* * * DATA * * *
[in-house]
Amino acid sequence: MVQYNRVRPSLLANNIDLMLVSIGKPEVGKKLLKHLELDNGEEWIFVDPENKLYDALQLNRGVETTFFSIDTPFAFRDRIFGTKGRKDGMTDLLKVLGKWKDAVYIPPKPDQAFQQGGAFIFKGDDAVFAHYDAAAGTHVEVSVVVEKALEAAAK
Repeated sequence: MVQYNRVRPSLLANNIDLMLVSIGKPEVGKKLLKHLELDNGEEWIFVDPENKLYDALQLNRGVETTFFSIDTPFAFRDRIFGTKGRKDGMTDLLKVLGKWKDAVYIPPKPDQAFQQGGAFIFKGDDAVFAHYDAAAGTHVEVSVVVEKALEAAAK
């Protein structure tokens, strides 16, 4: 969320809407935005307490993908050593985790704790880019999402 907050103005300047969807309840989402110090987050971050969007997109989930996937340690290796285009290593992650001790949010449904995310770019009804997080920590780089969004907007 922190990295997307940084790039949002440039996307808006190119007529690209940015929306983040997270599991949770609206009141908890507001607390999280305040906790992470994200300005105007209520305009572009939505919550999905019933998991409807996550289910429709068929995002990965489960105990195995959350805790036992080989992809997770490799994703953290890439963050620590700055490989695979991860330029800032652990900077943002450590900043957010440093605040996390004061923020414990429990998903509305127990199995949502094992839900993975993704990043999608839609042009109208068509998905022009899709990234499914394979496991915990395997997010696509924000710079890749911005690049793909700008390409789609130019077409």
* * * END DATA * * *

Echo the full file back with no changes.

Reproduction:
[in-house]
Amino acid sequence: MVQYNRVRPSLLANNIDLMLVSIGKPEVGKKLLKHLELDNGEEWIFVDPENKLYDALQLNRGVETTFFSIDTPFAFRDRIFGTKGRKDGMTDLLKVLGKWKDAVYIPPKPDQAFQQGGAFIFKGDDAVFAHYDAAAGTHVEVSVVVEKALEAAAK
Repeated sequence: MVQYNRVRPSLLANNIDLMLVSIGKPEVGKKLLKHLELDNGEEWIFVDPENKLYDALQLNRGVETTFFSIDTPFAFRDRIFGTKGRKDGMTDLLKVLGKWKDAVYIPPKPDQAFQQGGAFIFKGDDAVFAHYDAAAGTHVEVSVVVEKALEAAAK
């Protein structure tokens, strides 16, 4: 969320809407935005307490993908050593985790704790880019999402 907050103005300047969807309840989402110090987050971050969007997109989930996937340690290796285009290593992650001790949010449904995310770019009804997080920590780089969004907007 922190990295997307940084790039949002440039996307808006190119007529690209940015929306983040997270599991949770609206009141908890507001607390999280305040906790992470994200300005105007209520305009572009939505919550999905019933998991409807996550289910429709068929995002990965489960105990195995959350805790036992080989992809997770490799994703953290890439963050620590700055490989695979991860330029800032652990900077943002450590900043957010440093605040996390004061923020414990429990998903509305127990199995949502094992839900993975993704990043999608839609042009109208068509998905022009899709990234499914394979496991915990395997997010696509924000710079890749911005690049793909700008390409789609130019077409």